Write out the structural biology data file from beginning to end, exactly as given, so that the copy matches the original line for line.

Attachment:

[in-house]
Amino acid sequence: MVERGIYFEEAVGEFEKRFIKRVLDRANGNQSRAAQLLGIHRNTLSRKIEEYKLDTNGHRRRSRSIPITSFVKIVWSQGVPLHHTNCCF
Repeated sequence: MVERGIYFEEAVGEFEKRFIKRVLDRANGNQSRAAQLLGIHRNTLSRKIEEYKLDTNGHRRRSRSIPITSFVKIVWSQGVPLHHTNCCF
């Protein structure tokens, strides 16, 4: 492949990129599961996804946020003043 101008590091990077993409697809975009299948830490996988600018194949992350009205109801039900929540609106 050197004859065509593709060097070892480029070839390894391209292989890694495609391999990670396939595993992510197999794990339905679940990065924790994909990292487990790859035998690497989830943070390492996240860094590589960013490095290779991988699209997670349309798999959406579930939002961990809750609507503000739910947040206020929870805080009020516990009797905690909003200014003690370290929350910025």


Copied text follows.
[in-house]
Amino acid sequence: MVERGIYFEEAVGEFEKRFIKRVLDRANGNQSRAAQLLGIHRNTLSRKIEEYKLDTNGHRRRSRSIPITSFVKIVWSQGVPLHHTNCCF
Repeated sequence: MVERGIYFEEAVGEFEKRFIKRVLDRANGNQSRAAQLLGIHRNTLSRKIEEYKLDTNGHRRRSRSIPITSFVKIVWSQGVPLHHTNCCF
């Protein structure tokens, strides 16, 4: 492949990129599961996804946020003043 101008590091990077993409697809975009299948830490996988600018194949992350009205109801039900929540609106 050197004859065509593709060097070892480029070839390894391209292989890694495609391999990670396939595993992510197999794990339905679940990065924790994909990292487990790859035998690497989830943070390492996240860094590589960013490095290779991988699209997670349309798999959406579930939002961990809750609507503000739910947040206020929870805080009020516990009797905690909003200014003690370290929350910025």